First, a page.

Archived Story

Lawrence Village Apartments get makeover

Published 10:00am Friday, September 6, 2013

SOUTH POINT — Lawrence Village Apartments in South Point are now open. Again.

Originally built in 1978, Lawrence Village Apartments have undergone a complete three-month renovation at a cost of $7.6 million paid for by federal low-income housing tax credits.

“Everyone who lives here is positively affected by this renovation,” Amy Albery, director of development for Wallick-Hendy, apartment manager, said. “But most important is the positive effect on the lives of the 105 children who live in this complex.”

The 70-unit complex has been renovated inside and out. An updated playground, grills, a gazebo and trees and bushes were added to the property. The exteriors of the buildings were fitted with new siding, new roofs and each unit was given a porch.

The inside of each unit underwent the most drastic changes. Smoke detectors were added, along with new wiring, plumbing, flooring, cabinets, toilets, vanities, hot water heaters, overhead lighting, two feet expanded kitchens and the installation of ceiling fans are some of the updates. Each apartment is now more energy-efficient and has universal design features.

The community building at the complex was also updated and now includes a social services office, a technology center with computers, a community room and a laundry facility.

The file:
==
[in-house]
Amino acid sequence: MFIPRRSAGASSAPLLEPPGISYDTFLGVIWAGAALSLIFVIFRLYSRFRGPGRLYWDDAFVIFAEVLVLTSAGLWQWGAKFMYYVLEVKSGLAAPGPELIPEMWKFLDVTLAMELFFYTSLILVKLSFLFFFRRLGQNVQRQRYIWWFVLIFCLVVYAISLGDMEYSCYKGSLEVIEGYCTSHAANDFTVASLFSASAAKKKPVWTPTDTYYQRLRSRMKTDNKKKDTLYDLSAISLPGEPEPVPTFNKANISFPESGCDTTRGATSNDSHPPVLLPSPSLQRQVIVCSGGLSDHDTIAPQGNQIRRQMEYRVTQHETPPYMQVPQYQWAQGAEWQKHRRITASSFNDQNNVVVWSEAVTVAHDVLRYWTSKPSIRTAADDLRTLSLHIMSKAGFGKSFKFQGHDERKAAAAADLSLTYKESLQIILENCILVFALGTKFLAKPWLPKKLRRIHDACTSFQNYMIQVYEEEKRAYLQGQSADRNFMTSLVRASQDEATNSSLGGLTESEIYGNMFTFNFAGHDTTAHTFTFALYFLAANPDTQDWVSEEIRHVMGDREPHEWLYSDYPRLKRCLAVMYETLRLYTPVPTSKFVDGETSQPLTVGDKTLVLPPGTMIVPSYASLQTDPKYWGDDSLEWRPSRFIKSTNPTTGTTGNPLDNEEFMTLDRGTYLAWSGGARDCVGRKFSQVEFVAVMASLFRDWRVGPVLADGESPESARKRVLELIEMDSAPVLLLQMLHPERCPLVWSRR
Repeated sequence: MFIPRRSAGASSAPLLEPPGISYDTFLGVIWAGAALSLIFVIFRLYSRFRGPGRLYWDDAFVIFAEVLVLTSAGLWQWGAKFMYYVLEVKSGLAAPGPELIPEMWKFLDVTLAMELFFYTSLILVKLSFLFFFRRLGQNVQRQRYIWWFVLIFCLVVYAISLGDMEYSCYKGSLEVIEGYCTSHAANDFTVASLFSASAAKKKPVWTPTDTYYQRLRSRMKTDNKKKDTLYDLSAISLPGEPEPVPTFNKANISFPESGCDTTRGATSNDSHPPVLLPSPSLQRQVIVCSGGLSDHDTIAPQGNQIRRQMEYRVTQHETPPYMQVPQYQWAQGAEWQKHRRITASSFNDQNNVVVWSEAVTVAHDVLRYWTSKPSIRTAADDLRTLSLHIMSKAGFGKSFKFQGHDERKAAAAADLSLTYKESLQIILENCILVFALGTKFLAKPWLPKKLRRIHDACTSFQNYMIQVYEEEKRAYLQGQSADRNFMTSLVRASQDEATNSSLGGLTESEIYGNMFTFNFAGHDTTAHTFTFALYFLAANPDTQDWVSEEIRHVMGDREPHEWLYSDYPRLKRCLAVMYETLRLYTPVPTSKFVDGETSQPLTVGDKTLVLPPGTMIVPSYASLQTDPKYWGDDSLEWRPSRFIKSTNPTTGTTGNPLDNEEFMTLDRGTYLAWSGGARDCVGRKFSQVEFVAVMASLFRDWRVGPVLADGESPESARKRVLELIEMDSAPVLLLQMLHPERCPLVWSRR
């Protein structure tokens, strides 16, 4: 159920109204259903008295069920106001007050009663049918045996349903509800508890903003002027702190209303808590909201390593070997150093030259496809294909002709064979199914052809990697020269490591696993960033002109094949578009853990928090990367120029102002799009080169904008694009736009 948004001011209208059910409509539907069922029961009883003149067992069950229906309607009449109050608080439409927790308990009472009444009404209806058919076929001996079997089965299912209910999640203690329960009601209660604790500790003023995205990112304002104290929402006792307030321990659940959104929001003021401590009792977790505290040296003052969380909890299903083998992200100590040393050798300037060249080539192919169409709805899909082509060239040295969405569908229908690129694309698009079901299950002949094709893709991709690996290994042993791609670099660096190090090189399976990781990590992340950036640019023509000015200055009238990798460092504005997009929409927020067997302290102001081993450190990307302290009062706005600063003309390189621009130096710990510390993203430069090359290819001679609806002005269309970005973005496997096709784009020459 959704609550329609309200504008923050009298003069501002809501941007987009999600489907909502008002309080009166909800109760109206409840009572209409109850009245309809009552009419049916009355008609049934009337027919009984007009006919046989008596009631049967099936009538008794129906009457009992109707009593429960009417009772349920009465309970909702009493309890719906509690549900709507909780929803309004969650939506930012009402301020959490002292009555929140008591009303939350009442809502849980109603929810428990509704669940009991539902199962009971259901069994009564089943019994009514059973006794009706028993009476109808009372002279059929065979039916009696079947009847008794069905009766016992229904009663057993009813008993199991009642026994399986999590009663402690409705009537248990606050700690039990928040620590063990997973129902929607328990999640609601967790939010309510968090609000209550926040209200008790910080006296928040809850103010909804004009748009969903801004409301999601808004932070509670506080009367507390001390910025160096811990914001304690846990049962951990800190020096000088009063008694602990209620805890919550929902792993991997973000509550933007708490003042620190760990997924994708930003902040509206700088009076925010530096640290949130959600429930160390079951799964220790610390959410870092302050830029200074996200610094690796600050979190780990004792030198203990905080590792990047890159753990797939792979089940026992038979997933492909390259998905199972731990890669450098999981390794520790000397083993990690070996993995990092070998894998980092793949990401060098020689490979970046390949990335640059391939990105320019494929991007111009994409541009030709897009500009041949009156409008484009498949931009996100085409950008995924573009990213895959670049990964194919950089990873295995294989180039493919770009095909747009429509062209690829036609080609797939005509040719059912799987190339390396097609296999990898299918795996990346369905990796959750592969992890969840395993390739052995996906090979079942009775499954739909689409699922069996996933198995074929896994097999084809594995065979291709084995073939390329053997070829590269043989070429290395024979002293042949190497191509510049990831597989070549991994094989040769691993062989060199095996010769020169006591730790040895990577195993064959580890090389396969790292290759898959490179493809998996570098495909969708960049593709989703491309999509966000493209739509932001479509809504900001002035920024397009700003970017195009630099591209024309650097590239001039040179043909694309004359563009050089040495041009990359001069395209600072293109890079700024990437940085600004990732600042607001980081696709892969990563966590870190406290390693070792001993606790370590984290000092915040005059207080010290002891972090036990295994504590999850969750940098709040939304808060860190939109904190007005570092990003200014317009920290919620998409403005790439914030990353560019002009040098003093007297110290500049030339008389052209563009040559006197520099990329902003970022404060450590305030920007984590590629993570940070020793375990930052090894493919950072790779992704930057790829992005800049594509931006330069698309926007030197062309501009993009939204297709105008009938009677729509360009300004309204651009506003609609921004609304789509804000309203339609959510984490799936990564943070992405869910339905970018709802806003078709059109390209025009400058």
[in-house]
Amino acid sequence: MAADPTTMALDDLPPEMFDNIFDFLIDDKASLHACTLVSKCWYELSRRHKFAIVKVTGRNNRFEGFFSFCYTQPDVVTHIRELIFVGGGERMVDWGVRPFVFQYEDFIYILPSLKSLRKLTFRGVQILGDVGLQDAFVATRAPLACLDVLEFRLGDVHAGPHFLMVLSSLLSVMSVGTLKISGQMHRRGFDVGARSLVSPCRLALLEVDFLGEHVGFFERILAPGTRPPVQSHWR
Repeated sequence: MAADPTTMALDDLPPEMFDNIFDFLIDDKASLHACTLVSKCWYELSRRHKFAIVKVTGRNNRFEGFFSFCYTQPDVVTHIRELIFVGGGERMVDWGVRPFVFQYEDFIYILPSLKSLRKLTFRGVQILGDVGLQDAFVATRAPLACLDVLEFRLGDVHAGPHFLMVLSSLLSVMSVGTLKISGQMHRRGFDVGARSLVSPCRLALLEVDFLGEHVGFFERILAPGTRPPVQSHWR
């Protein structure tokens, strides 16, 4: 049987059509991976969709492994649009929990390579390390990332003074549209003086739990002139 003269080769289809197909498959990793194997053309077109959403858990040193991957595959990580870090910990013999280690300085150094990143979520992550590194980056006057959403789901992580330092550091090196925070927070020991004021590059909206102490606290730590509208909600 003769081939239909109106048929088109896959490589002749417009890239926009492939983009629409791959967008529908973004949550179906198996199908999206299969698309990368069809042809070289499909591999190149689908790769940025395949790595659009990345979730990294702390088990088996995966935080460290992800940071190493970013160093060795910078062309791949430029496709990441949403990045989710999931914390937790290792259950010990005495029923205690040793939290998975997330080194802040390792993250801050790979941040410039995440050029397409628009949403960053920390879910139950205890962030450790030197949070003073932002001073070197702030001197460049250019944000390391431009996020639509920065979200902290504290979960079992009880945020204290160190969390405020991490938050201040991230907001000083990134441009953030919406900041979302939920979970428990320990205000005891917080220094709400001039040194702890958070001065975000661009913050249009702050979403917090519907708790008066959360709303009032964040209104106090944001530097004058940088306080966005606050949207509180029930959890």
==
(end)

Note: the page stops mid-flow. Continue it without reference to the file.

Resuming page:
“There is now a great place to have birthday parties and cookouts,” Albery said.

A social services coordinator will be on site through a partnership with the Ironton-Lawrence County Community Action Organization.

“We are proud to be a partner in this rehabilitation,” D.R. Gossett, CEO of CAO, said. “More important, I am proud to serve the people in this community. We are trying to have a positive impact on people’s lives whether we do X, Y and Z, just Y and Z or just Z.”

Elizabeth Wentz has lived at Lawrence Village for six years. She stayed with family during the 90-day renovation and she is pleased with the result of the project.

“My apartment is so much easier to keep clean,” she said. “My daughter loves the playground and the bad things have stopped. The difference is unbelieveable.”

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  • mickakers

    We lived in South Point for ten years around the time when these apartments were built. I am happy to hear these apartments are still in existence and have been renovated. Care and concern for the less fortunate members of our society should always take precedence.

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  • Poor Richard

    Citizens that pay property tax in the county pay for a great many things including schools, roads, solid waste and other levies that may pertain. Apartment buildings can have many families that use county facilities including the use of schools and roads but I don’t see the renters paying for use of those amenities. Not sure what the apartment building owner pays, but I doubt it covers the cost of numerous families with children.

    In my opinion, the state of Ohio should tax each and every renter to the equivalency of paying their fair share or the state should charge the slumlord for each family. I also think that a law needs to be passed in which people moving in from out of Ohio have so many days to get an Ohio license for their vehicle or they will be evicted. This will be effective in stopping the back and forth drug heads moving between states and those double dipping with welfare.

    A friend of mine told me that Ohio pays the most to welfarers. I don’t know really, I haven’t done the research but if that’s the case, then Ohio needs to lower their rates below WV and KY, so those deadbeats that came to Ohio to make more money on welfare will go back to where they belong.

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